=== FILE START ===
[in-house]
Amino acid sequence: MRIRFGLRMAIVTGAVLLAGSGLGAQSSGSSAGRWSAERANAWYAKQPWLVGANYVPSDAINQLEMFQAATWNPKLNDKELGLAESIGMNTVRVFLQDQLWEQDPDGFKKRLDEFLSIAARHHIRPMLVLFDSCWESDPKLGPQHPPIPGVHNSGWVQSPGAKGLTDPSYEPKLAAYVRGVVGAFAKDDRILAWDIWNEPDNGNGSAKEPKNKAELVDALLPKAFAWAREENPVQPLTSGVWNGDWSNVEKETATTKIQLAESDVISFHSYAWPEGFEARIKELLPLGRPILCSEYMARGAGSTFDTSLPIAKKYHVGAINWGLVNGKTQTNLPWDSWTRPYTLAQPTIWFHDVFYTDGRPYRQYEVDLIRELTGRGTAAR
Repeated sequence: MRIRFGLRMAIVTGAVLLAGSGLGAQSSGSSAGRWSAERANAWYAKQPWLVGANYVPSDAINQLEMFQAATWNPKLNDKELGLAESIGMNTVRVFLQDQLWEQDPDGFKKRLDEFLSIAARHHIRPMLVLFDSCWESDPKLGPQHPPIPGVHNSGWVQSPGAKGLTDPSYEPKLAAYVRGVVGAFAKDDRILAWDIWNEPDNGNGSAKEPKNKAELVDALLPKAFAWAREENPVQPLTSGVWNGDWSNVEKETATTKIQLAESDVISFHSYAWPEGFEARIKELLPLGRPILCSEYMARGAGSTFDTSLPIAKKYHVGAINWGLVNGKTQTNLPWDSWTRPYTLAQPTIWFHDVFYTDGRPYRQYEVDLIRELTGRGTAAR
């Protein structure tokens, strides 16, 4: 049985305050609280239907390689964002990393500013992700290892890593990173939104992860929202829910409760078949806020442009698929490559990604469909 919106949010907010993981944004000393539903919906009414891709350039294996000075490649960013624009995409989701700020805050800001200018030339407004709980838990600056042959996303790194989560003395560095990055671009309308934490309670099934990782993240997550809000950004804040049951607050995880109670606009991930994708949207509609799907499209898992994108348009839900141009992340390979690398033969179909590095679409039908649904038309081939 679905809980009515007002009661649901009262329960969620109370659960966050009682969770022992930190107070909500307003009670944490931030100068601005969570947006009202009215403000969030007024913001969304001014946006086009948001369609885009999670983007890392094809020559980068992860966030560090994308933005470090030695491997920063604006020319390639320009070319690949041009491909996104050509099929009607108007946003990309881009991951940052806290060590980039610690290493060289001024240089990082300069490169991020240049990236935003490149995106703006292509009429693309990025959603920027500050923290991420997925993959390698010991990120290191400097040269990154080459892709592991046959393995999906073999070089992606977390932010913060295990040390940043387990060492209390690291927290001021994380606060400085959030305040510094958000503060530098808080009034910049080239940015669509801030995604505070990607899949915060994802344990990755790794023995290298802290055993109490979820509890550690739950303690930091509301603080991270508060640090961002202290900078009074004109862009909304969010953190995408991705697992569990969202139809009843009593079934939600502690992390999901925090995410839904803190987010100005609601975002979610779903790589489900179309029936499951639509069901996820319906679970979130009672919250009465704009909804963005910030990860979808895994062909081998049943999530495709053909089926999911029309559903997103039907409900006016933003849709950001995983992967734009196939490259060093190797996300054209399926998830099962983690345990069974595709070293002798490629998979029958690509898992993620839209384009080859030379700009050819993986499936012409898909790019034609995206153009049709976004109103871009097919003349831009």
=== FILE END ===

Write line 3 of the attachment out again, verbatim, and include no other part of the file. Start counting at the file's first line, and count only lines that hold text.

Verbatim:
Repeated sequence: MRIRFGLRMAIVTGAVLLAGSGLGAQSSGSSAGRWSAERANAWYAKQPWLVGANYVPSDAINQLEMFQAATWNPKLNDKELGLAESIGMNTVRVFLQDQLWEQDPDGFKKRLDEFLSIAARHHIRPMLVLFDSCWESDPKLGPQHPPIPGVHNSGWVQSPGAKGLTDPSYEPKLAAYVRGVVGAFAKDDRILAWDIWNEPDNGNGSAKEPKNKAELVDALLPKAFAWAREENPVQPLTSGVWNGDWSNVEKETATTKIQLAESDVISFHSYAWPEGFEARIKELLPLGRPILCSEYMARGAGSTFDTSLPIAKKYHVGAINWGLVNGKTQTNLPWDSWTRPYTLAQPTIWFHDVFYTDGRPYRQYEVDLIRELTGRGTAAR